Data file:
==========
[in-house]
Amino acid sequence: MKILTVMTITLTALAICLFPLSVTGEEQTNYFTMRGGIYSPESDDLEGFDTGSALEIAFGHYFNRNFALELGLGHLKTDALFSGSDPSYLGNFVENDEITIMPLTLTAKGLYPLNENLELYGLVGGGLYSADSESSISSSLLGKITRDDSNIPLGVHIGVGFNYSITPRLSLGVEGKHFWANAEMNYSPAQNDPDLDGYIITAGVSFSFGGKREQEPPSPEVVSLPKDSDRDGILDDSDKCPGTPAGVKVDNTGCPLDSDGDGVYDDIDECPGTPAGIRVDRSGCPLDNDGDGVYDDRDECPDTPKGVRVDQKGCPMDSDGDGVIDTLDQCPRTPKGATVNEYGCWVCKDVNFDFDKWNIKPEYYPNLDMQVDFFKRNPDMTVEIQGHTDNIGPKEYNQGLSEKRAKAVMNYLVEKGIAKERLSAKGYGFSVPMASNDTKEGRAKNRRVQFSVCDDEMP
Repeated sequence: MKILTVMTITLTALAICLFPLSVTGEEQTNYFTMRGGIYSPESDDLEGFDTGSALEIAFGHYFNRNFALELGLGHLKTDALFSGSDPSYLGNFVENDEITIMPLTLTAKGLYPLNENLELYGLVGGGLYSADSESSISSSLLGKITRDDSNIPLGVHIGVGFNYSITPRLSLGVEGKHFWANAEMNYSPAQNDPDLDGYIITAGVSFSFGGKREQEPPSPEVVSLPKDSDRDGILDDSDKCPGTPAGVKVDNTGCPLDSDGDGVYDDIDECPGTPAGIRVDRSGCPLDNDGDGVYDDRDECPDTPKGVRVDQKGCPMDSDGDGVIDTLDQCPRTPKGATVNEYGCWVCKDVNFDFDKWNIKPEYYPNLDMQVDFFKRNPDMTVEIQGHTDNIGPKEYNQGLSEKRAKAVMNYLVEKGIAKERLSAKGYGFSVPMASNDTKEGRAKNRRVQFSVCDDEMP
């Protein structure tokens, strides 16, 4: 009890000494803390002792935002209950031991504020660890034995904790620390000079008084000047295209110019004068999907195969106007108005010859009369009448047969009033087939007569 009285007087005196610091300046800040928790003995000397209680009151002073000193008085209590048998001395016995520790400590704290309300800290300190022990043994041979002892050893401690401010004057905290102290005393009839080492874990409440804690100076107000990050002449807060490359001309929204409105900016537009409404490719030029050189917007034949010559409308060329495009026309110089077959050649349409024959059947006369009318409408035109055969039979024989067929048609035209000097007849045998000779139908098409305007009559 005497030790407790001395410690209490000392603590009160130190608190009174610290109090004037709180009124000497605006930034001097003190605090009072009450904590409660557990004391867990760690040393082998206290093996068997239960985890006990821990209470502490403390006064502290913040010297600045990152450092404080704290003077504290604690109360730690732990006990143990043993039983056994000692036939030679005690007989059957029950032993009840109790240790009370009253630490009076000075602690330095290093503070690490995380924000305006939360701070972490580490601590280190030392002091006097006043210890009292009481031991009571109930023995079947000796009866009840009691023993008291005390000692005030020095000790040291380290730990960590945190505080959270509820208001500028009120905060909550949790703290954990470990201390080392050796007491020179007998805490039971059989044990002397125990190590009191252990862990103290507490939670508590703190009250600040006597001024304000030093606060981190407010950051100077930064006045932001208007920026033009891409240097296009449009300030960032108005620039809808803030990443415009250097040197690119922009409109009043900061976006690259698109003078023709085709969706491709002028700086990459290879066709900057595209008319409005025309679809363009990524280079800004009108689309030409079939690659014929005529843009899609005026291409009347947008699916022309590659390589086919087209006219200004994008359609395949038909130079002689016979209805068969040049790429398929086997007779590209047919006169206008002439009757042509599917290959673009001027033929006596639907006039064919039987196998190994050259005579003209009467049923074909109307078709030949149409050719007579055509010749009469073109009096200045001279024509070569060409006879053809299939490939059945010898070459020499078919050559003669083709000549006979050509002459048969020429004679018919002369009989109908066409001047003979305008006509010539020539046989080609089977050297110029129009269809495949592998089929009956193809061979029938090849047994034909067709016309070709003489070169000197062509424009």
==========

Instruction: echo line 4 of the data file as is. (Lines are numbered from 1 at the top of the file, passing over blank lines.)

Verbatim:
């Protein structure tokens, strides 16, 4: 009890000494803390002792935002209950031991504020660890034995904790620390000079008084000047295209110019004068999907195969106007108005010859009369009448047969009033087939007569 009285007087005196610091300046800040928790003995000397209680009151002073000193008085209590048998001395016995520790400590704290309300800290300190022990043994041979002892050893401690401010004057905290102290005393009839080492874990409440804690100076107000990050002449807060490359001309929204409105900016537009409404490719030029050189917007034949010559409308060329495009026309110089077959050649349409024959059947006369009318409408035109055969039979024989067929048609035209000097007849045998000779139908098409305007009559 005497030790407790001395410690209490000392603590009160130190608190009174610290109090004037709180009124000497605006930034001097003190605090009072009450904590409660557990004391867990760690040393082998206290093996068997239960985890006990821990209470502490403390006064502290913040010297600045990152450092404080704290003077504290604690109360730690732990006990143990043993039983056994000692036939030679005690007989059957029950032993009840109790240790009370009253630490009076000075602690330095290093503070690490995380924000305006939360701070972490580490601590280190030392002091006097006043210890009292009481031991009571109930023995079947000796009866009840009691023993008291005390000692005030020095000790040291380290730990960590945190505080959270509820208001500028009120905060909550949790703290954990470990201390080392050796007491020179007998805490039971059989044990002397125990190590009191252990862990103290507490939670508590703190009250600040006597001024304000030093606060981190407010950051100077930064006045932001208007920026033009891409240097296009449009300030960032108005620039809808803030990443415009250097040197690119922009409109009043900061976006690259698109003078023709085709969706491709002028700086990459290879066709900057595209008319409005025309679809363009990524280079800004009108689309030409079939690659014929005529843009899609005026291409009347947008699916022309590659390589086919087209006219200004994008359609395949038909130079002689016979209805068969040049790429398929086997007779590209047919006169206008002439009757042509599917290959673009001027033929006596639907006039064919039987196998190994050259005579003209009467049923074909109307078709030949149409050719007579055509010749009469073109009096200045001279024509070569060409006879053809299939490939059945010898070459020499078919050559003669083709000549006979050509002459048969020429004679018919002369009989109908066409001047003979305008006509010539020539046989080609089977050297110029129009269809495949592998089929009956193809061979029938090849047994034909067709016309070709003489070169000197062509424009």